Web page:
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Charges of Widespread Drug Use Among British Athletes Is Denied

January 28, 1985

Nigel Cooper, secretary of the British Amateur Athletic Board (BAAB), Sunday defended the nation's athletes against allegations of widespread drug-taking.

"We have a clean sport," Cooper said.

He was responding to allegations in an article headlined "Six out of 10 British athletes take drugs," which appeared in a national newspaper Sunday. The article suggested there is an increasing drug problem because track and field stars now earn big money.

Paul Dickenson, chairman of the International Athletics Club and a former Olympic hammer thrower, was quoted as saying: "Athletes don't get track and field magazines any more," he said. "They buy the drug magazines."

Said Cooper: "It's all speculation. There are no hard facts to back up the claim. In 10 years of testing hundreds of athletes at all our major meetings there have been only two problem cases."

Rocky Lockridge retained his World Boxing Assn. junior lightweight title by stopping Kamel Bou Ali of Tunisia in the sixth round of the scheduled 15-rounder at Riva Del Garda, Italy, after Bou Ali's corner threw in the towel.

Lockridge was in control of the fight from the start. Bou Ali seemed to gain confidence in the third round, but he was knocked down in the fifth.

Less than a minute into the sixth round, Umberto Branchini, Bou Ali's manager, threw in the towel. Referee Tony Perez then stopped the fight.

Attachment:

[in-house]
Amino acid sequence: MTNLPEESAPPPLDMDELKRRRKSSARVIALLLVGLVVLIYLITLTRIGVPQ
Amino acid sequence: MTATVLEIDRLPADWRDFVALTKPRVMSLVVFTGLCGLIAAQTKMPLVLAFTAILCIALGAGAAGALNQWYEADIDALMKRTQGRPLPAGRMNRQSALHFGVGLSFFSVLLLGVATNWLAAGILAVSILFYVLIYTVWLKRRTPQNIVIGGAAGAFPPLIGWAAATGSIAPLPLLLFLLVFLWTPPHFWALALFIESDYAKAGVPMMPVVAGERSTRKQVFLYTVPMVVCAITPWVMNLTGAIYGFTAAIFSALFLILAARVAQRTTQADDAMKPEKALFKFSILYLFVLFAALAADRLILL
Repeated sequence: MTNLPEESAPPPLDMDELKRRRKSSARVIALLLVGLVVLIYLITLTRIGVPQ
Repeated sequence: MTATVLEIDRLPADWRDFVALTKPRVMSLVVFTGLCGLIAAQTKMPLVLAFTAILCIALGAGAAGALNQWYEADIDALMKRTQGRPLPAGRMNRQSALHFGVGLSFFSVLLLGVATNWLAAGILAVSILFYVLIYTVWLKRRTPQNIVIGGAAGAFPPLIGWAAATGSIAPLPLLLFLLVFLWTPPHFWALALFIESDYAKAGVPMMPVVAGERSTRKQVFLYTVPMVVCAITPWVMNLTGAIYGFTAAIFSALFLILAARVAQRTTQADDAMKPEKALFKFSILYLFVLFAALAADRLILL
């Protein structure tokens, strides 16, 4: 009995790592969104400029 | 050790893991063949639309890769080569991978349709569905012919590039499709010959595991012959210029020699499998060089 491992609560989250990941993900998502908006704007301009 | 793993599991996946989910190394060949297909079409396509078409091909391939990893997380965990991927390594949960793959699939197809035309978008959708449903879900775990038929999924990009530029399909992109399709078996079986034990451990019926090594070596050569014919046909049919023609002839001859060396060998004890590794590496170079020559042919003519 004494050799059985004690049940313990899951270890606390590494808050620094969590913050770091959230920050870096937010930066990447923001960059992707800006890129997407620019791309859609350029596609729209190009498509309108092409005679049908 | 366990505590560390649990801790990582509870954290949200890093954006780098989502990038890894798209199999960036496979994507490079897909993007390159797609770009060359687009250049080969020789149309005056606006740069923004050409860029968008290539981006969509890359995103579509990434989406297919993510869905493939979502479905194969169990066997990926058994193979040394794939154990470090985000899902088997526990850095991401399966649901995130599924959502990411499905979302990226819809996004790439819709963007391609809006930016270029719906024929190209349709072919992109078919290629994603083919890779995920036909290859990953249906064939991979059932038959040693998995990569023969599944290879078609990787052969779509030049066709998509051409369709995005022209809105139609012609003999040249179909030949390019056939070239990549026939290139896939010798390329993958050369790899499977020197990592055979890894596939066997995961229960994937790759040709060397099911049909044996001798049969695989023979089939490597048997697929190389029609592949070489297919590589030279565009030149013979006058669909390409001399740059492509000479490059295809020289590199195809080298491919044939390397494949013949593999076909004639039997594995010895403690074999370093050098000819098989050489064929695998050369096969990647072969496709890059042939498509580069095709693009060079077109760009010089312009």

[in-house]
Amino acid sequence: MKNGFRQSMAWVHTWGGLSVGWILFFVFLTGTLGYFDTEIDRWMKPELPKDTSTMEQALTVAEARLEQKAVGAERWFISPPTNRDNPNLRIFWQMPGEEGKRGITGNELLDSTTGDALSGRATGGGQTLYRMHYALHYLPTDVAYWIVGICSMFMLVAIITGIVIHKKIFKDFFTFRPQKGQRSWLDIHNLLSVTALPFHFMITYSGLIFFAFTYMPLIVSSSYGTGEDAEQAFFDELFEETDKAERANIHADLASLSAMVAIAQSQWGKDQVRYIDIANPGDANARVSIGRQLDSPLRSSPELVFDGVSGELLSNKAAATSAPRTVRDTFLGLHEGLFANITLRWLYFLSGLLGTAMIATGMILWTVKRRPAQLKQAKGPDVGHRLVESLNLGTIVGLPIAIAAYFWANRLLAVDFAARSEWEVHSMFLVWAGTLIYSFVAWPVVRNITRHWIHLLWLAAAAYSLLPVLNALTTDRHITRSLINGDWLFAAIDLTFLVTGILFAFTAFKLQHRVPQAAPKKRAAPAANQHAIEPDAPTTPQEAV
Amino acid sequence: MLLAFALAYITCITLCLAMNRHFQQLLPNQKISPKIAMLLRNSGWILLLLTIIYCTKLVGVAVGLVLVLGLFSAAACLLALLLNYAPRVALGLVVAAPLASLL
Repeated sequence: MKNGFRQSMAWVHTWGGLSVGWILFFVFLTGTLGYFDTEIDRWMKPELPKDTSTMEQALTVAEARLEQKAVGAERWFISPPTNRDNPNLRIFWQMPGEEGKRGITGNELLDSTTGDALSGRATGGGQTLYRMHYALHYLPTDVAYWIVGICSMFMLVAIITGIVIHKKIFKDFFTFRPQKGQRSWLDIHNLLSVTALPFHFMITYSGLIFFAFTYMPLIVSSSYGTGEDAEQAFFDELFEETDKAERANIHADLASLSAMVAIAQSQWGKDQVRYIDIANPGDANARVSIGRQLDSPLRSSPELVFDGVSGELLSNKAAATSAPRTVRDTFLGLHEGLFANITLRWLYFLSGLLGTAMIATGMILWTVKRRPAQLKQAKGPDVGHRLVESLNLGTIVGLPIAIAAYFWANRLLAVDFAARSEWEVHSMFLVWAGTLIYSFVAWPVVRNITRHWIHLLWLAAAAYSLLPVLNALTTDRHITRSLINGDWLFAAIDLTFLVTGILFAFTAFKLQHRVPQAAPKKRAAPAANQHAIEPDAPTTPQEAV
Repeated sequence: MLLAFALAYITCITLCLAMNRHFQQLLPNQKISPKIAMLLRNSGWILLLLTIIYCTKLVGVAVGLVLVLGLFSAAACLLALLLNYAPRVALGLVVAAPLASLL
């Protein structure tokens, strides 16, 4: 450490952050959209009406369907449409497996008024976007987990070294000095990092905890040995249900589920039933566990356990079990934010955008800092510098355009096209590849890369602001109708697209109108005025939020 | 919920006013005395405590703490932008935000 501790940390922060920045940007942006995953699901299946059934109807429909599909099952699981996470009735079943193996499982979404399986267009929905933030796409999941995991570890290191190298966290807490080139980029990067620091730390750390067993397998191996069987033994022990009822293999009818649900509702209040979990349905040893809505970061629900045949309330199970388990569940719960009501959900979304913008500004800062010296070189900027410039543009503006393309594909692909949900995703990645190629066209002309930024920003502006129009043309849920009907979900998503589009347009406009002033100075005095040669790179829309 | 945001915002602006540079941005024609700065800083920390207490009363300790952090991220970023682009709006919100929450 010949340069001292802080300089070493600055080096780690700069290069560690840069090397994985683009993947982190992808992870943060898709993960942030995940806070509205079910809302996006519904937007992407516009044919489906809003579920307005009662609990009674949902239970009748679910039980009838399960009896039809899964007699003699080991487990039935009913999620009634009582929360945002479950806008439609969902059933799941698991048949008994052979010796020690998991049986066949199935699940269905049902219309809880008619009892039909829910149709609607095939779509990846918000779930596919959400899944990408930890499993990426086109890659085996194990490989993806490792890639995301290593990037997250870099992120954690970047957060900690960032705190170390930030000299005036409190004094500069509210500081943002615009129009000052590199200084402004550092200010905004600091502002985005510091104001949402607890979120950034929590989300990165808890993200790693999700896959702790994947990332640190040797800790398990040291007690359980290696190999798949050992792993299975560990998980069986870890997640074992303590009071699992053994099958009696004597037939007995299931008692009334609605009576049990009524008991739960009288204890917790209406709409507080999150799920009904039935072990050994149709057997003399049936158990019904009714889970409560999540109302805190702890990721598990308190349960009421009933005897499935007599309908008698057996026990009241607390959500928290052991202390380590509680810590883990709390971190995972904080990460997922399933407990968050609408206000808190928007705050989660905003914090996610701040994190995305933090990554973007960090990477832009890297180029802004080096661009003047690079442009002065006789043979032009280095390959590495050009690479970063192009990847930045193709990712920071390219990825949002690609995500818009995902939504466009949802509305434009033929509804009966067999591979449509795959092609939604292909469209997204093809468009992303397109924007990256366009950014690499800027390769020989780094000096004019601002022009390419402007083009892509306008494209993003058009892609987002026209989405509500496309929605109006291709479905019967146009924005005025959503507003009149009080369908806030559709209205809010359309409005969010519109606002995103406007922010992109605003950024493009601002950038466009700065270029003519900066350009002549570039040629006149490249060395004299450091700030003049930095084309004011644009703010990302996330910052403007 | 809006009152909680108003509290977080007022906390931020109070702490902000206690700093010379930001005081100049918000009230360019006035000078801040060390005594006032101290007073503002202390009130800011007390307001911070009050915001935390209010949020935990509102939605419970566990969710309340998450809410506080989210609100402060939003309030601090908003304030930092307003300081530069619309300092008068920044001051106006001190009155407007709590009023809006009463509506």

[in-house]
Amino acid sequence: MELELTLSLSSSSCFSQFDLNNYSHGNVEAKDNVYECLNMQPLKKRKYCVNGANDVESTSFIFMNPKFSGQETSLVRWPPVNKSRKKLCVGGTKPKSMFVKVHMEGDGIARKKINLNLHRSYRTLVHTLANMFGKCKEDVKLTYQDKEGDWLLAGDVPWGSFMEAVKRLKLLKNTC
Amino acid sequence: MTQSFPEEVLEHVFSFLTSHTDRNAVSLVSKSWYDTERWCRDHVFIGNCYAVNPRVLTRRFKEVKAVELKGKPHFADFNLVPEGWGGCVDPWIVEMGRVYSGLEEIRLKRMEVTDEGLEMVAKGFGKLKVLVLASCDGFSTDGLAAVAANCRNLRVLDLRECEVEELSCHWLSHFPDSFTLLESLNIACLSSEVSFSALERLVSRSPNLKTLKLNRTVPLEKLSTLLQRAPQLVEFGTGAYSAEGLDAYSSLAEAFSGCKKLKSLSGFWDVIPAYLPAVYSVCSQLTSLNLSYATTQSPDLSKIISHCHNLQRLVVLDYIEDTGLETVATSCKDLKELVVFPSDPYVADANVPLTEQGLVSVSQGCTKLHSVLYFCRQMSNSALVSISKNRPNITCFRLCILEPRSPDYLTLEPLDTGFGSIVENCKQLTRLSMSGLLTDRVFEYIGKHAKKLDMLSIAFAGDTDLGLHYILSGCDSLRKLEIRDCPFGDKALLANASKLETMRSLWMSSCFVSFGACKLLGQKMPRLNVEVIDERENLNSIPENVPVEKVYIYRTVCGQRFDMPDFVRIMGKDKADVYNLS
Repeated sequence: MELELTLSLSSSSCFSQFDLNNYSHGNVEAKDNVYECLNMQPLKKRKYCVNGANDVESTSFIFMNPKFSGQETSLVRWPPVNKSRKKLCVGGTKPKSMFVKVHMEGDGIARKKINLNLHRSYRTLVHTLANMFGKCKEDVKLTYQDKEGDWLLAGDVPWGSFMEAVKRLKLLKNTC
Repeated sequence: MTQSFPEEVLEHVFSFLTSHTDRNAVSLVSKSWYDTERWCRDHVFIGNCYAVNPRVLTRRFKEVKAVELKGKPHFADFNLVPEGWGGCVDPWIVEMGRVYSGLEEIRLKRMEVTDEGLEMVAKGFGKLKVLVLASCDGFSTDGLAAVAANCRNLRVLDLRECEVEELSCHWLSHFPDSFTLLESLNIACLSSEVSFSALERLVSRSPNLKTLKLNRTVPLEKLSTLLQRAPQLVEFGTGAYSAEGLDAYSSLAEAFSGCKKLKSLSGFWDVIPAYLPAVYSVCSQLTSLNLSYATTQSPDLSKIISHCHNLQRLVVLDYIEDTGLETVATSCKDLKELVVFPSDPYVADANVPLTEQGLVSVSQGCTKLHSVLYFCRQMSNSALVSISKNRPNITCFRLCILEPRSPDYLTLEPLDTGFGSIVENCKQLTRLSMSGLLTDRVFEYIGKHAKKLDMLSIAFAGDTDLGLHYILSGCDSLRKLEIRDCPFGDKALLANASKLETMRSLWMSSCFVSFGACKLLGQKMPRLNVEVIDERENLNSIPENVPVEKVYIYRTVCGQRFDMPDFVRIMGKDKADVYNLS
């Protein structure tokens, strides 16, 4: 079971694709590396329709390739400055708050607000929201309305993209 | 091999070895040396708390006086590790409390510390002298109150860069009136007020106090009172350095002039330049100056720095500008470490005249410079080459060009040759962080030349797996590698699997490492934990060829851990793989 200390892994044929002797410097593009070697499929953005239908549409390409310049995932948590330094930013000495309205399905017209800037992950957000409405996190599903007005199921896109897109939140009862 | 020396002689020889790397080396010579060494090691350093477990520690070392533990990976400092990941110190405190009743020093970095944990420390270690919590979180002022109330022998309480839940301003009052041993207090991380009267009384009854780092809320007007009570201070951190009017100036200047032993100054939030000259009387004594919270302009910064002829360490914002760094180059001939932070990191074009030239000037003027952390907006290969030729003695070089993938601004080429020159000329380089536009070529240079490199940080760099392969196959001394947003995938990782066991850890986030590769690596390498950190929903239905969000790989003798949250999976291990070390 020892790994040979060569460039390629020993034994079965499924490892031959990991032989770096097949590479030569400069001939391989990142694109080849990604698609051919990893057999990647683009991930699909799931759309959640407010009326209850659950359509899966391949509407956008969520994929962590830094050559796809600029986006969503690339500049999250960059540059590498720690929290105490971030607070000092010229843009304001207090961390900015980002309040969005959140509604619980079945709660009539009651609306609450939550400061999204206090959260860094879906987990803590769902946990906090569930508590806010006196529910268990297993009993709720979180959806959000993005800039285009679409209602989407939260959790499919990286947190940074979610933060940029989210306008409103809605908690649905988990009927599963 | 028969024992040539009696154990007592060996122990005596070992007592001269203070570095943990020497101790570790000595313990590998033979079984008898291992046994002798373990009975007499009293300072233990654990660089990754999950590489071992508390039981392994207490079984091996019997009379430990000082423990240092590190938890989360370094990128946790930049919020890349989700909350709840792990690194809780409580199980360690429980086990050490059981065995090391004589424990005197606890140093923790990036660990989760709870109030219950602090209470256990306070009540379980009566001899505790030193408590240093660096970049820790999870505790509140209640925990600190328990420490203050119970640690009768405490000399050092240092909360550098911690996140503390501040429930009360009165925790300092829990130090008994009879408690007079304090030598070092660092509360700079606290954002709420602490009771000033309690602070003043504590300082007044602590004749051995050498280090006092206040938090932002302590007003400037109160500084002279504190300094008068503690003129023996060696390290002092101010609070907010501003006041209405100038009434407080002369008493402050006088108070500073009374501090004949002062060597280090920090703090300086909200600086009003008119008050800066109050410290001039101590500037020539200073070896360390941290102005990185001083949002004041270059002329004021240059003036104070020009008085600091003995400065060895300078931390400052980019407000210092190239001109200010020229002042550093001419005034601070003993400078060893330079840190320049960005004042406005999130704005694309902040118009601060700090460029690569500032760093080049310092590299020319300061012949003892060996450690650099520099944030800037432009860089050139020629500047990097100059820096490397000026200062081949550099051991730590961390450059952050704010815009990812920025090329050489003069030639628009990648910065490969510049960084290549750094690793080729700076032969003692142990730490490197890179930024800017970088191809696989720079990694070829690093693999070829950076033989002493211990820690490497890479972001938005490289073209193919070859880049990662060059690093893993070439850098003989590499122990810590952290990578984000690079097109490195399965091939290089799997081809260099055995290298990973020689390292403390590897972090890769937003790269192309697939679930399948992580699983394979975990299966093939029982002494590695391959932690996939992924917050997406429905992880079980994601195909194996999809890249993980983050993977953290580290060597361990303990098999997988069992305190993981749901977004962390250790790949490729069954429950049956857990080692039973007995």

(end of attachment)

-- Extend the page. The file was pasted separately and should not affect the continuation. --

Lockridge, 26, of Paterson, N.J., earned $210,000. Bou Ali collected $52,000.

Bou Ali went into the fight with a 17-0-1 record with 10 knockouts, while Lockridge had a 35-3 record with 29 knockouts.

World Cup leader Marc Girardelli sped to victory in the men's super-giant slalom at Garmisch-Partenkirchen, West Germany, to record his seventh win of the season.

The muscular, blond, 21-year-old, who was born in Austria but skis for Luxembourg, brushed aside all opposition to clock 1 minute 34.09 seconds on the 2,220-meter Kreuzeck course.

Second was Andreas Wenzel of Liechtenstein at 1:34.26, followed by West German Hans Stuffer in 1:34.59.

Ben Akers of Sanbornville, N.H., was the best of the American finishers, placing 43rd in 1:37.17. Andy Chambers of Jackson, Wyo., was 46th in 1:37.56, while Bill Johnson of Malibu was disqualified.

Bernhard Lehmann led East Germany to a 1-2 finish in the four-man event at the World Bobsled championships at Cervinia, Italy.

Lehmann, driving the East German I sled, won in an aggregate time of 4 minutes 14.06 seconds for the four runs over the 1.5 kilometer course.

The United States amateur boxing team, rebuilding without its Olympic Games gold medal winners, split 12 matches with the heavily favored Soviet Union at Reno.

The United States scored five victories in a row and appeared to have the competition wrapped up until the Soviet team, which included four winners in the "Alternate Olympics" of 1984, scored decisive victories in the heavyweight matches.

There were three knockouts. Valerey Laptev stopped Derin Allen of Columbus, Ohio, at 1:27 of the second round in their 156-pound bout; Eugene Speed of Washington, D.C., knocked out Vyacheslav Shulepko at 2:28 of the first round of their 119-pound bout, and Nurlan Abdykalykov defeated Victor Levine of Kokomo, Ind., when the referee stopped the 132-pound class bout at 2:10 of the third.

Gaetan Boucher failed in his attempt to better the 1,500-meter speedskating world record, but did set a Canadian record with a time of 1 minute 55.08 seconds at Davos, Switzerland .

Olympic silver-medalist Greg Foster set a world record of 6.30 in the 50-meter high hurdles in a preliminary race at at the Bally Invitational meet at Rosemont, Ill.

The old mark of 6.36 was set by Renaldo Nehemiah.

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